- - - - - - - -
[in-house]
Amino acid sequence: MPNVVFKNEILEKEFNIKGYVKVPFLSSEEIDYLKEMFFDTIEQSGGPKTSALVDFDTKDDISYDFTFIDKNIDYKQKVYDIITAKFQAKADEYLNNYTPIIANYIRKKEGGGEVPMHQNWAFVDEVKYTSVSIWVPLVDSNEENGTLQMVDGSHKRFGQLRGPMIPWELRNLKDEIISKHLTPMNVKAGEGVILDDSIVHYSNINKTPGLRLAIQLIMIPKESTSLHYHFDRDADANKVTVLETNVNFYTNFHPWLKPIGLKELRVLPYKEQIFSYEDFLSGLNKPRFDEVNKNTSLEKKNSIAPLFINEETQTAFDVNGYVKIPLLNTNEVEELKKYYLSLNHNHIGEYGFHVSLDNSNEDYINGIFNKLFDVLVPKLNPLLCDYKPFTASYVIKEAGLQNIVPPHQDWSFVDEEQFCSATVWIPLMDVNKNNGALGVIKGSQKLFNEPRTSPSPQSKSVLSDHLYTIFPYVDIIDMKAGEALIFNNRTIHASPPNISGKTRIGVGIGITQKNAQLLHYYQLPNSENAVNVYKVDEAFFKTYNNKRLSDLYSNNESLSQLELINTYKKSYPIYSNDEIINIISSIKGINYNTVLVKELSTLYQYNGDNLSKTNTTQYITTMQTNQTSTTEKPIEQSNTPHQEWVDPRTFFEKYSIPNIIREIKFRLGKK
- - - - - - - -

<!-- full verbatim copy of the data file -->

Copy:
[in-house]
Amino acid sequence: MPNVVFKNEILEKEFNIKGYVKVPFLSSEEIDYLKEMFFDTIEQSGGPKTSALVDFDTKDDISYDFTFIDKNIDYKQKVYDIITAKFQAKADEYLNNYTPIIANYIRKKEGGGEVPMHQNWAFVDEVKYTSVSIWVPLVDSNEENGTLQMVDGSHKRFGQLRGPMIPWELRNLKDEIISKHLTPMNVKAGEGVILDDSIVHYSNINKTPGLRLAIQLIMIPKESTSLHYHFDRDADANKVTVLETNVNFYTNFHPWLKPIGLKELRVLPYKEQIFSYEDFLSGLNKPRFDEVNKNTSLEKKNSIAPLFINEETQTAFDVNGYVKIPLLNTNEVEELKKYYLSLNHNHIGEYGFHVSLDNSNEDYINGIFNKLFDVLVPKLNPLLCDYKPFTASYVIKEAGLQNIVPPHQDWSFVDEEQFCSATVWIPLMDVNKNNGALGVIKGSQKLFNEPRTSPSPQSKSVLSDHLYTIFPYVDIIDMKAGEALIFNNRTIHASPPNISGKTRIGVGIGITQKNAQLLHYYQLPNSENAVNVYKVDEAFFKTYNNKRLSDLYSNNESLSQLELINTYKKSYPIYSNDEIINIISSIKGINYNTVLVKELSTLYQYNGDNLSKTNTTQYITTMQTNQTSTTEKPIEQSNTPHQEWVDPRTFFEKYSIPNIIREIKFRLGKK